Taste and Train

The dangers of belly fat

Posted: May 19, 2016
Belly Fat

Fat is stored in two places in our bodies:

1) Subcutaneously (beneath the skin), and
2) Viscerally (deep inside the body).

When health professionals talk about visceral fat they are mainly referring to belly fat, the excess body fat stored in the abdominal cavity and surrounding major organs such as liver, kidneys and pancreas. Subcutaneous fat on the other hand accumulates in areas such as the back of the arms, love handles, buttocks and thighs.

Many people consider belly fat to be relatively harmless, something that they merely want to lose for aesthetic reasons. However, belly fat is far more dangerous. Study after study has shown that normal weight people who carry extra weight around their waistlines are at a much higher risk for high cholesterol, heart disease, diabetes, cancer and many other modern day diseases.

Fat cells do a lot more than store extra calories; they result in an inflammatory response that disrupts our body’s hormonal function. These are the same hormones that regulate appetite, weight, mood and brain function.

How visceral fat develops

The key factor regulating our appetite and weight is our blood sugar level, which is mainly controlled by the hormone insulin. After every meal as our body starts to digest food, it breaks sugars and starches into simpler molecules called glucose and fructose. When these simpler molecules enter the blood stream they trigger the release of insulin by the pancreas. Insulin takes the glucose out of the blood stream and into our cells to provide energy. When our cells already have ample stores of glycogen, any extra glucose from the blood stream is stored as fat. Fat storage is much faster when our diets are high in processed refined carbohydrates and sugary foods.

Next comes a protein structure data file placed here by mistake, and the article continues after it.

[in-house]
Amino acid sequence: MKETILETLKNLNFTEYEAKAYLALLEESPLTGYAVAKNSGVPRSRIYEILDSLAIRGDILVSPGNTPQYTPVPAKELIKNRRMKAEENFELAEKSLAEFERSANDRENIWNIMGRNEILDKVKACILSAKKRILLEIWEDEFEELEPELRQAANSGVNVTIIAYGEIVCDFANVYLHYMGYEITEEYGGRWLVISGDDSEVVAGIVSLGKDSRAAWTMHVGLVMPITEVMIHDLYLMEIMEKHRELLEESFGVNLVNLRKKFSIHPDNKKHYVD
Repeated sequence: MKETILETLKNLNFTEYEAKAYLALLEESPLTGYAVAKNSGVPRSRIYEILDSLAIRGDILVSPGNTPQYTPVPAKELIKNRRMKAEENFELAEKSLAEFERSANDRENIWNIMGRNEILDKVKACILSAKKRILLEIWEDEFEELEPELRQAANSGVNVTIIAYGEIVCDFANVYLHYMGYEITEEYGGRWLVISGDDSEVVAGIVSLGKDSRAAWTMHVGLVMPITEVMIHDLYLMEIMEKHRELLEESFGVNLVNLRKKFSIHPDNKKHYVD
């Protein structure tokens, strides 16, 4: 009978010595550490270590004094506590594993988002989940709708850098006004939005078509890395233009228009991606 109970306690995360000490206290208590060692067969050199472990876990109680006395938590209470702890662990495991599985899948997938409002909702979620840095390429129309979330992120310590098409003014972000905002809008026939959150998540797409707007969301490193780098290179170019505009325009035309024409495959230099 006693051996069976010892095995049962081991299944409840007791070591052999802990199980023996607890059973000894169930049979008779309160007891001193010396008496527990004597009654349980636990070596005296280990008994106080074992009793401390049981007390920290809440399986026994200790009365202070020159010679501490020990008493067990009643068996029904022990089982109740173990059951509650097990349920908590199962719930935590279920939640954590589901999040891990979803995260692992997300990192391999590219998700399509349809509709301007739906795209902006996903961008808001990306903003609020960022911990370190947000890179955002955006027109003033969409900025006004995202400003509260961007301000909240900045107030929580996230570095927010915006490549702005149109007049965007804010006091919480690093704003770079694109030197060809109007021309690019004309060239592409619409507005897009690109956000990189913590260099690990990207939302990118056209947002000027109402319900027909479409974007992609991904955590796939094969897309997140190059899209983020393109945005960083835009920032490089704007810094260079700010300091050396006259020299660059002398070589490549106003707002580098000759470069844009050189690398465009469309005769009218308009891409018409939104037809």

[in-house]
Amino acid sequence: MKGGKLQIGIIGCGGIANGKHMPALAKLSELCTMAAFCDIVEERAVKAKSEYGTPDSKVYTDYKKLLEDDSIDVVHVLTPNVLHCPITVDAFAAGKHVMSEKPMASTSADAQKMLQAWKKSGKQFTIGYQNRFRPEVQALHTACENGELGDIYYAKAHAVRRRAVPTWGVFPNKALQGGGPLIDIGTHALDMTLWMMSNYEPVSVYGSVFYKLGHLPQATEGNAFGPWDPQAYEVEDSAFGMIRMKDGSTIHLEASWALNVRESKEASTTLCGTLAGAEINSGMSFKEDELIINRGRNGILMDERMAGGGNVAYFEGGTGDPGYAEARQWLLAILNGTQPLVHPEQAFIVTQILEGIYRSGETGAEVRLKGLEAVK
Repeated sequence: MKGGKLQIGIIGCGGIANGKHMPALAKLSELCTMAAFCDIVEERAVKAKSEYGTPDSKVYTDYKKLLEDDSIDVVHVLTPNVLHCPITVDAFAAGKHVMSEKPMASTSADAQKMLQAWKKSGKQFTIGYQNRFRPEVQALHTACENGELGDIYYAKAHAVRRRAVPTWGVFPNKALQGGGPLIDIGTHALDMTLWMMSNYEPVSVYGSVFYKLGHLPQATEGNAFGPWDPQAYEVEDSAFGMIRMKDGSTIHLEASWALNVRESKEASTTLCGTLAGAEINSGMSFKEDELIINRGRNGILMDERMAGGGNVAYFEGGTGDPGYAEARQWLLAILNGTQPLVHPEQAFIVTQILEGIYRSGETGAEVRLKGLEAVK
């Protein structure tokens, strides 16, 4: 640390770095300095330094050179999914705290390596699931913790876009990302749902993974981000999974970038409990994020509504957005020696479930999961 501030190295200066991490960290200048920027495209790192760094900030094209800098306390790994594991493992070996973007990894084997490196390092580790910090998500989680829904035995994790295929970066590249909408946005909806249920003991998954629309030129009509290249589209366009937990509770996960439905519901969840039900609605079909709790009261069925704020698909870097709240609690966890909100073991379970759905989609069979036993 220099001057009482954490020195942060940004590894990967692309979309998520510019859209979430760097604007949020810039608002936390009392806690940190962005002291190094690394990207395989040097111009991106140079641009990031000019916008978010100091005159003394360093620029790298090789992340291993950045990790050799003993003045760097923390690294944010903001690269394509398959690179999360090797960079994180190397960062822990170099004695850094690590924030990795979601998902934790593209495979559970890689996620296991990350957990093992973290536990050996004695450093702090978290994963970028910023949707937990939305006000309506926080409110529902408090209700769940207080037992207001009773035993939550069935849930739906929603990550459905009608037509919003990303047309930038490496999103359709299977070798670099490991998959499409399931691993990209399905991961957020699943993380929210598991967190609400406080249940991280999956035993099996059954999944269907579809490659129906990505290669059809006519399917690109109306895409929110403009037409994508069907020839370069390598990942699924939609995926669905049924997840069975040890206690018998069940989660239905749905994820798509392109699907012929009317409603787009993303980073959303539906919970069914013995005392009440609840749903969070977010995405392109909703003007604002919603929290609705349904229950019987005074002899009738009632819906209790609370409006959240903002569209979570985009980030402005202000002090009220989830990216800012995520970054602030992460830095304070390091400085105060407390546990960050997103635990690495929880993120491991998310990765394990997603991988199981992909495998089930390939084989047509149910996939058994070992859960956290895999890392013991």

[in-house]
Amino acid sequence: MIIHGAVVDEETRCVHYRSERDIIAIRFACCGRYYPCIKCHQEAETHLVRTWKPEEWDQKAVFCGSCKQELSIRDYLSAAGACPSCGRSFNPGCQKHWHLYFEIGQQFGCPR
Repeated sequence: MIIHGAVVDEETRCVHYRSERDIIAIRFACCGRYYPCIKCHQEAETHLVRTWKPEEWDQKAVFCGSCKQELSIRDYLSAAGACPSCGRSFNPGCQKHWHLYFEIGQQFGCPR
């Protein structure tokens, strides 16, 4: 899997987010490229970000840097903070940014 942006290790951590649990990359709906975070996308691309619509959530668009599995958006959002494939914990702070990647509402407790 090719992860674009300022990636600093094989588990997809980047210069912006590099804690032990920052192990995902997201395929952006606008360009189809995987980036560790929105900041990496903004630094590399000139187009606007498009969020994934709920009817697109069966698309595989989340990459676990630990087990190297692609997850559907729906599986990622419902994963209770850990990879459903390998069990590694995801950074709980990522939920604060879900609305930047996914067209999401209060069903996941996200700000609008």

And finally… what can you do to reduce it?

Storage of visceral fat is mainly influenced by diet and exercise. Reducing the intake of processed refined carbs like white bread and rice along with high sugar foods is definitely a good place to start. Instead fill your plate with non-starchy vegetables, lean proteins and healthy fats. Additionally incorporating regular exercise into your daily life will boost metabolism and hence help reduce body fat. And lastly reducing stress levels and getting at least 6-7 hours of uninterrupted sleep on a regular basis will also help in optimizing your body functions.


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